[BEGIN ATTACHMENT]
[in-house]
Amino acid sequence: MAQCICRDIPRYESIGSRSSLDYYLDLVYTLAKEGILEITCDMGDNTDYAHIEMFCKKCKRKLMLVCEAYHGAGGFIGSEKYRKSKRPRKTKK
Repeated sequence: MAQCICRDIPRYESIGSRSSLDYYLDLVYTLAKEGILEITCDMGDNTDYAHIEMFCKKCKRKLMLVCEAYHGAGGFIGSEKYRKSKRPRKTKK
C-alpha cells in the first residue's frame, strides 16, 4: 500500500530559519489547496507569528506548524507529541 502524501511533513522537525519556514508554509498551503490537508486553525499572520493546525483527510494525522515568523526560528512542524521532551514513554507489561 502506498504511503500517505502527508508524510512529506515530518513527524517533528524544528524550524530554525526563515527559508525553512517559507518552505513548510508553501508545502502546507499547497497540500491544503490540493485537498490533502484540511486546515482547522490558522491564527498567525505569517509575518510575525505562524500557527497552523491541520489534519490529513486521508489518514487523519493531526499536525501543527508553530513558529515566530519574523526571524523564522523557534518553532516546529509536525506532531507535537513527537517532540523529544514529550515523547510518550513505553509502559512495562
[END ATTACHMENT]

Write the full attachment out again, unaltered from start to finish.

[in-house]
Amino acid sequence: MAQCICRDIPRYESIGSRSSLDYYLDLVYTLAKEGILEITCDMGDNTDYAHIEMFCKKCKRKLMLVCEAYHGAGGFIGSEKYRKSKRPRKTKK
Repeated sequence: MAQCICRDIPRYESIGSRSSLDYYLDLVYTLAKEGILEITCDMGDNTDYAHIEMFCKKCKRKLMLVCEAYHGAGGFIGSEKYRKSKRPRKTKK
C-alpha cells in the first residue's frame, strides 16, 4: 500500500530559519489547496507569528506548524507529541 502524501511533513522537525519556514508554509498551503490537508486553525499572520493546525483527510494525522515568523526560528512542524521532551514513554507489561 502506498504511503500517505502527508508524510512529506515530518513527524517533528524544528524550524530554525526563515527559508525553512517559507518552505513548510508553501508545502502546507499547497497540500491544503490540493485537498490533502484540511486546515482547522490558522491564527498567525505569517509575518510575525505562524500557527497552523491541520489534519490529513486521508489518514487523519493531526499536525501543527508553530513558529515566530519574523526571524523564522523557534518553532516546529509536525506532531507535537513527537517532540523529544514529550515523547510518550513505553509502559512495562